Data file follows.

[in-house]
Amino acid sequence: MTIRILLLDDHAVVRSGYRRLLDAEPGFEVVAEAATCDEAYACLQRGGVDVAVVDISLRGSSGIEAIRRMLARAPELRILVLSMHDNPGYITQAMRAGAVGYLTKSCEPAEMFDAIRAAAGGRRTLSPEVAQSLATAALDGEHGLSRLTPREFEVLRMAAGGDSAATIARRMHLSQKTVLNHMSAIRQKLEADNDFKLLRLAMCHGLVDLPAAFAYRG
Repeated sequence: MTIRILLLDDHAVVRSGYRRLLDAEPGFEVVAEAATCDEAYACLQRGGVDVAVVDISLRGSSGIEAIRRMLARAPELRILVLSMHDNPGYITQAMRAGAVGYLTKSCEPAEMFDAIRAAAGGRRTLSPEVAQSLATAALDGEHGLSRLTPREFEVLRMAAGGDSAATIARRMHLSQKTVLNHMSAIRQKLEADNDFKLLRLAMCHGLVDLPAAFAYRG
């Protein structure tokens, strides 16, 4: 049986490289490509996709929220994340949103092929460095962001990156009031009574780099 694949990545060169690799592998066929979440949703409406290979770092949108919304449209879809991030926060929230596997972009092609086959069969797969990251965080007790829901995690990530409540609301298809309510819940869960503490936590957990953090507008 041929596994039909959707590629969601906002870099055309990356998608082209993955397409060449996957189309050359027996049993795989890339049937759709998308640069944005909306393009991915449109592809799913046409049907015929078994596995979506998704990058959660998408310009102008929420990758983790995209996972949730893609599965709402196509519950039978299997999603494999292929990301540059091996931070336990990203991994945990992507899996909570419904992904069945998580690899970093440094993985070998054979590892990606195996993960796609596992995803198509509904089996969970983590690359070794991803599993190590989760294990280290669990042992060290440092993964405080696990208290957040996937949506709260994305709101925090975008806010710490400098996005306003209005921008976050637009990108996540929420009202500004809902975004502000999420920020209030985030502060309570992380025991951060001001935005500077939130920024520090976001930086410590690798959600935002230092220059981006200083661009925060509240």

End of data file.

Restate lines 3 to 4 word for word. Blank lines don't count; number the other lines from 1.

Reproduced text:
Repeated sequence: MTIRILLLDDHAVVRSGYRRLLDAEPGFEVVAEAATCDEAYACLQRGGVDVAVVDISLRGSSGIEAIRRMLARAPELRILVLSMHDNPGYITQAMRAGAVGYLTKSCEPAEMFDAIRAAAGGRRTLSPEVAQSLATAALDGEHGLSRLTPREFEVLRMAAGGDSAATIARRMHLSQKTVLNHMSAIRQKLEADNDFKLLRLAMCHGLVDLPAAFAYRG
């Protein structure tokens, strides 16, 4: 049986490289490509996709929220994340949103092929460095962001990156009031009574780099 694949990545060169690799592998066929979440949703409406290979770092949108919304449209879809991030926060929230596997972009092609086959069969797969990251965080007790829901995690990530409540609301298809309510819940869960503490936590957990953090507008 041929596994039909959707590629969601906002870099055309990356998608082209993955397409060449996957189309050359027996049993795989890339049937759709998308640069944005909306393009991915449109592809799913046409049907015929078994596995979506998704990058959660998408310009102008929420990758983790995209996972949730893609599965709402196509519950039978299997999603494999292929990301540059091996931070336990990203991994945990992507899996909570419904992904069945998580690899970093440094993985070998054979590892990606195996993960796609596992995803198509509904089996969970983590690359070794991803599993190590989760294990280290669990042992060290440092993964405080696990208290957040996937949506709260994305709101925090975008806010710490400098996005306003209005921008976050637009990108996540929420009202500004809902975004502000999420920020209030985030502060309570992380025991951060001001935005500077939130920024520090976001930086410590690798959600935002230092220059981006200083661009925060509240």